Shrews and Moles (Order: Insectivora)

Shrews (Soricidae Family)Vagrant Shrew; Photo courtesy of William Leonard © 2005 William Leonard

Because no sampling at Quail Ridge has focused on small mammals such as shrews, only one species has been documented. Three species may occur on the peninsula, and all are small (ca. 100 mm head plus body length (HBL)). The one confirmed species, Trowbridge’s shrew (Sorex trowbridgii), is a dull gray shrew, with the belly not significantly paler than the dorsum, and a relatively long (ca. 50-60 mm) and markedly bicolored tail. In contrast, both the Vagrant and Ornate shrews (S. vagrans and S. ornatus, respectively) are brownish or grayish-brown, lighter ventrally than dorsally, and have shorter tails (ca. 30-50 mm) that are not markedly bicolored. These latter two are very difficult to distinguish in the field, because it is necessary to look at dental characteristics; the pigment on the anterior surface of the upper incisor extends above the median tine in S. ornatus, but not in S. vagrans. Generally, however, Vagrant shrews are found in hills and montane regions of northern California, whereas Ornate shrews are the typical shrew of the Central Valley and southern coastal ranges (although they do extend north-westward to the area of Napa Valley and Pt. Reyes).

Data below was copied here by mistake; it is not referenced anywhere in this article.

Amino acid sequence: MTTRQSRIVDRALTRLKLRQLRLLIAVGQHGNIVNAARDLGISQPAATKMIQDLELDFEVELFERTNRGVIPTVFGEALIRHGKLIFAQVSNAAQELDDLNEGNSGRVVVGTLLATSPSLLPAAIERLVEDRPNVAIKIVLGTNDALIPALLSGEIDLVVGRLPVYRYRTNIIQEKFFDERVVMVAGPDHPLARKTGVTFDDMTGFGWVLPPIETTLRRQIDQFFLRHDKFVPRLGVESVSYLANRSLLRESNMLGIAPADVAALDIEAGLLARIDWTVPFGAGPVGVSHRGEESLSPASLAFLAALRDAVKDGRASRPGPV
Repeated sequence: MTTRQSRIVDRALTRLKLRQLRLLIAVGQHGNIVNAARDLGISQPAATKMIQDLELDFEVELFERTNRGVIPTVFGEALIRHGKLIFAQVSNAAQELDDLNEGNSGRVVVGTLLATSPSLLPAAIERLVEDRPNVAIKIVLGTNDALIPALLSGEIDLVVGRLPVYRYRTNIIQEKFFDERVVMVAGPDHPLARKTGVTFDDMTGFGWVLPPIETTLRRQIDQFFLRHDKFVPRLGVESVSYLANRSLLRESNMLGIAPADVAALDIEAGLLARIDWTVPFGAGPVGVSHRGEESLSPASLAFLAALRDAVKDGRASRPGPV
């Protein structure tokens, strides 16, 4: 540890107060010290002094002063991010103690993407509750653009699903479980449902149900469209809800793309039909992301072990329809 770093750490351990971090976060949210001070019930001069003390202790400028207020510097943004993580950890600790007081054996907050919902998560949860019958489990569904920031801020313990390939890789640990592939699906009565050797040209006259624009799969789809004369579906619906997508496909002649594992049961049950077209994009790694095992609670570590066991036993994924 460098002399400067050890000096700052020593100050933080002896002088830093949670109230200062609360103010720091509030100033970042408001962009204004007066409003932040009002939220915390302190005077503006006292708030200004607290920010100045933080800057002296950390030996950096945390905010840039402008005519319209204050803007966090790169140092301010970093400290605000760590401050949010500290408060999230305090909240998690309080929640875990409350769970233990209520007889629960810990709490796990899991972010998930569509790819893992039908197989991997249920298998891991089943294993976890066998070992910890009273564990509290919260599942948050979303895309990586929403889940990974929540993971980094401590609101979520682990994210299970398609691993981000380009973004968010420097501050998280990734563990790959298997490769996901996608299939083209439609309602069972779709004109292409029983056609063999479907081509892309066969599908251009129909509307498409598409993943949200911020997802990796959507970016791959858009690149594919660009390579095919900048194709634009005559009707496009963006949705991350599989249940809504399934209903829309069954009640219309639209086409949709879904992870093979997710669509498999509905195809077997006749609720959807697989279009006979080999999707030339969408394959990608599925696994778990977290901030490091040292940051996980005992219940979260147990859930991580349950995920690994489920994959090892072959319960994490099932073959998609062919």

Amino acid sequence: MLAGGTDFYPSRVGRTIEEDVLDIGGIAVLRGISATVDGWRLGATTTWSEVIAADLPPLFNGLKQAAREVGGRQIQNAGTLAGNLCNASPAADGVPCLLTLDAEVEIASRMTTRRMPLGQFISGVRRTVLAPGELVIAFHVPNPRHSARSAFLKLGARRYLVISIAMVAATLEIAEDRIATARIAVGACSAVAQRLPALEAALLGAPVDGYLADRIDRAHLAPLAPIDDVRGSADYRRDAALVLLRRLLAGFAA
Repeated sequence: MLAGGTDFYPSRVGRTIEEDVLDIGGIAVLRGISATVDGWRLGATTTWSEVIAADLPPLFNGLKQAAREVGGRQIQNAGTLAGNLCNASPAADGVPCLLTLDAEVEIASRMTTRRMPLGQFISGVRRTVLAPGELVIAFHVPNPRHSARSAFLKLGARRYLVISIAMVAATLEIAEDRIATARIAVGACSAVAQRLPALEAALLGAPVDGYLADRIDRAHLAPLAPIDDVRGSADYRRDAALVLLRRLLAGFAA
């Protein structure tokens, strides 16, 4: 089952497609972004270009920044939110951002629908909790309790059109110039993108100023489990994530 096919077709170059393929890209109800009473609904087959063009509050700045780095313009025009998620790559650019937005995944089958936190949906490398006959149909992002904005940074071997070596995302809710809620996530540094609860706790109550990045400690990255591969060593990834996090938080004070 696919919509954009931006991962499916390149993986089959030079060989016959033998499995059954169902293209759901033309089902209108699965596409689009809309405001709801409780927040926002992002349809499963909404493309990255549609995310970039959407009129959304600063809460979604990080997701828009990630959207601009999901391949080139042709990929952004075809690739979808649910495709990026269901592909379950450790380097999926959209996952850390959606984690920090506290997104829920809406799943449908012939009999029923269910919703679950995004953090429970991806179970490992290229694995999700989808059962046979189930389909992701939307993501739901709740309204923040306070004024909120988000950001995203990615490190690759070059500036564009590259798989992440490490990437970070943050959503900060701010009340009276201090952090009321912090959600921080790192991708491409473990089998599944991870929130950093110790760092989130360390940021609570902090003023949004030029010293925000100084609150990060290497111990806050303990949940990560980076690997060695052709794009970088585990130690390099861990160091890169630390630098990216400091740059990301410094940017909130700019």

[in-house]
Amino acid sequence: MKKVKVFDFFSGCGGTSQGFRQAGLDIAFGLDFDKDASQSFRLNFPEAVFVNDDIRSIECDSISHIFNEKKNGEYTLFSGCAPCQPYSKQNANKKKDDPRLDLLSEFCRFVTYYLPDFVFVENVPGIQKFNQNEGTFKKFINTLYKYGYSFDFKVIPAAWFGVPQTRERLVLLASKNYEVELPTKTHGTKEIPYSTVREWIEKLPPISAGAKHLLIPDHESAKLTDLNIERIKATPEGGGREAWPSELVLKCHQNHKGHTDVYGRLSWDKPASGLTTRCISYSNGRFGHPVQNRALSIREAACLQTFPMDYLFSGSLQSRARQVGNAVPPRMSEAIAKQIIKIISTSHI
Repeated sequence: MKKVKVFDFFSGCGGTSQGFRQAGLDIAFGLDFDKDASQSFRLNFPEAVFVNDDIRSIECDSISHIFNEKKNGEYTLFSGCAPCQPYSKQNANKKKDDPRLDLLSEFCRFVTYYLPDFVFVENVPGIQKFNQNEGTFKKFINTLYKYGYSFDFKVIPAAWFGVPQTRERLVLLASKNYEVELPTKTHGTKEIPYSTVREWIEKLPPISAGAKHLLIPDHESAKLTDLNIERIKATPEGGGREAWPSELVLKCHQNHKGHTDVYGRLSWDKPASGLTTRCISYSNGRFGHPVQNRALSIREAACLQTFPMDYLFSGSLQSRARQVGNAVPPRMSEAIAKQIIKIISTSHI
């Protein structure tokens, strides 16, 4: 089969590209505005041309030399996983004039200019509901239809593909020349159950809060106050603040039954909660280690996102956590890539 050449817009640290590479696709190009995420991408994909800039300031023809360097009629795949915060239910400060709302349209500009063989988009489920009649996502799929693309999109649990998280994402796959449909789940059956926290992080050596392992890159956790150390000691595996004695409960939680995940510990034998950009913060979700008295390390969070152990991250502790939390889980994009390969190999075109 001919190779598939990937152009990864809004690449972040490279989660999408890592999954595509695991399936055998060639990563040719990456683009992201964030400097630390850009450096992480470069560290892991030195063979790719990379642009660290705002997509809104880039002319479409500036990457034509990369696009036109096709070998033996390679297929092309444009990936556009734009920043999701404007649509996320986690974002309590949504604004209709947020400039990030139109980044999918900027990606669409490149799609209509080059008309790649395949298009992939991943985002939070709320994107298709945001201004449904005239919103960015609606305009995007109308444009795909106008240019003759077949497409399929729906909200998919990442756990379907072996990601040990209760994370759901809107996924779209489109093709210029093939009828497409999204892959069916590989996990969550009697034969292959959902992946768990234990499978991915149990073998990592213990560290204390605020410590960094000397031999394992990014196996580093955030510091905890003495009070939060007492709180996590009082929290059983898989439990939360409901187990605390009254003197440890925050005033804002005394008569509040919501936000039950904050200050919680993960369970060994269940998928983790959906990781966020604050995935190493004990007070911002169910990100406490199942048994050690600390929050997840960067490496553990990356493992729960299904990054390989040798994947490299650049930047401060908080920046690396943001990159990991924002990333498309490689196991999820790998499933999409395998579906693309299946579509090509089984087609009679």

Moles (Talpidae Family)

Broad-footed mole (Scapanus latimanus). This mole may be found in meadows where the soil is soft and porous. Highly specialized fossorial (subterranean) mammals, moles are distinguished by having forelimbs broader than long, a slightly haired tail, and a blackish brown coat that appears silvery when smoothed. As adaptations to their subterranean habitat, they have no external ears, small eyes, and fur that lies readily in any direction. They feed on insects and earthworms. Molehills can be distinguished from those of pocket gophers; the former often is “cloddy” and lacks clear evidence of a plugged hole, whereas the latter consists of fine soil with a plugged hole near one side of the mound.

Species Accounts

Mammals Page

Photo Credits: Title, Mule Deer (Mike Benard),Vagrant Shrew (William Leonard). For more pictures see:


This page last updated: June 24, 2005  

Contact: Dr. Virginia Boucher
John Muir Institute of the Environment
109 The Barn, University of California, Davis, CA 95616
Phone: 530-752-6949; email:

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